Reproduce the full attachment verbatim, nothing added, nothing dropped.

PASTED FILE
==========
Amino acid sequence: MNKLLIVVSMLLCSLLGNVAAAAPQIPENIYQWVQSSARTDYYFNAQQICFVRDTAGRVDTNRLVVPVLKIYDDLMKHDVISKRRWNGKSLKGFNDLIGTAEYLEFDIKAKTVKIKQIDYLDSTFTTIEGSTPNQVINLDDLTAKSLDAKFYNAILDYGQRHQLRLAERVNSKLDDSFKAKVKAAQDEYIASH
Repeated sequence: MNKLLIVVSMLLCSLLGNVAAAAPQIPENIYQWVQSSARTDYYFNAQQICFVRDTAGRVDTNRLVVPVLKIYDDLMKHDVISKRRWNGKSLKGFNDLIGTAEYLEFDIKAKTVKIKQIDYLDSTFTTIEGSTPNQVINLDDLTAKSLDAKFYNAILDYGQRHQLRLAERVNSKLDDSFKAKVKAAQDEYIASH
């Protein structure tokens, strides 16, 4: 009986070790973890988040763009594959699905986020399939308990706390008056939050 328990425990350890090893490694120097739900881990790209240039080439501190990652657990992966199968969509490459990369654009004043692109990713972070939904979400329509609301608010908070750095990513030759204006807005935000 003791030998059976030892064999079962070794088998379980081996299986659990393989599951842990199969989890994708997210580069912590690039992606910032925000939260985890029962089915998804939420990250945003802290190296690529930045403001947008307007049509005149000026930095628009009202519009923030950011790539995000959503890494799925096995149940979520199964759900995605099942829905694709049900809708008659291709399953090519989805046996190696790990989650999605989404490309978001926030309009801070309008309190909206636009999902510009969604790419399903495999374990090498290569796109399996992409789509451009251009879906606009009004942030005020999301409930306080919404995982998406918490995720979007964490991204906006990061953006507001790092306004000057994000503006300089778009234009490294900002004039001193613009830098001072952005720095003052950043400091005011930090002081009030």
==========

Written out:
Amino acid sequence: MNKLLIVVSMLLCSLLGNVAAAAPQIPENIYQWVQSSARTDYYFNAQQICFVRDTAGRVDTNRLVVPVLKIYDDLMKHDVISKRRWNGKSLKGFNDLIGTAEYLEFDIKAKTVKIKQIDYLDSTFTTIEGSTPNQVINLDDLTAKSLDAKFYNAILDYGQRHQLRLAERVNSKLDDSFKAKVKAAQDEYIASH
Repeated sequence: MNKLLIVVSMLLCSLLGNVAAAAPQIPENIYQWVQSSARTDYYFNAQQICFVRDTAGRVDTNRLVVPVLKIYDDLMKHDVISKRRWNGKSLKGFNDLIGTAEYLEFDIKAKTVKIKQIDYLDSTFTTIEGSTPNQVINLDDLTAKSLDAKFYNAILDYGQRHQLRLAERVNSKLDDSFKAKVKAAQDEYIASH
């Protein structure tokens, strides 16, 4: 009986070790973890988040763009594959699905986020399939308990706390008056939050 328990425990350890090893490694120097739900881990790209240039080439501190990652657990992966199968969509490459990369654009004043692109990713972070939904979400329509609301608010908070750095990513030759204006807005935000 003791030998059976030892064999079962070794088998379980081996299986659990393989599951842990199969989890994708997210580069912590690039992606910032925000939260985890029962089915998804939420990250945003802290190296690529930045403001947008307007049509005149000026930095628009009202519009923030950011790539995000959503890494799925096995149940979520199964759900995605099942829905694709049900809708008659291709399953090519989805046996190696790990989650999605989404490309978001926030309009801070309008309190909206636009999902510009969604790419399903495999374990090498290569796109399996992409789509451009251009879906606009009004942030005020999301409930306080919404995982998406918490995720979007964490991204906006990061953006507001790092306004000057994000503006300089778009234009490294900002004039001193613009830098001072952005720095003052950043400091005011930090002081009030």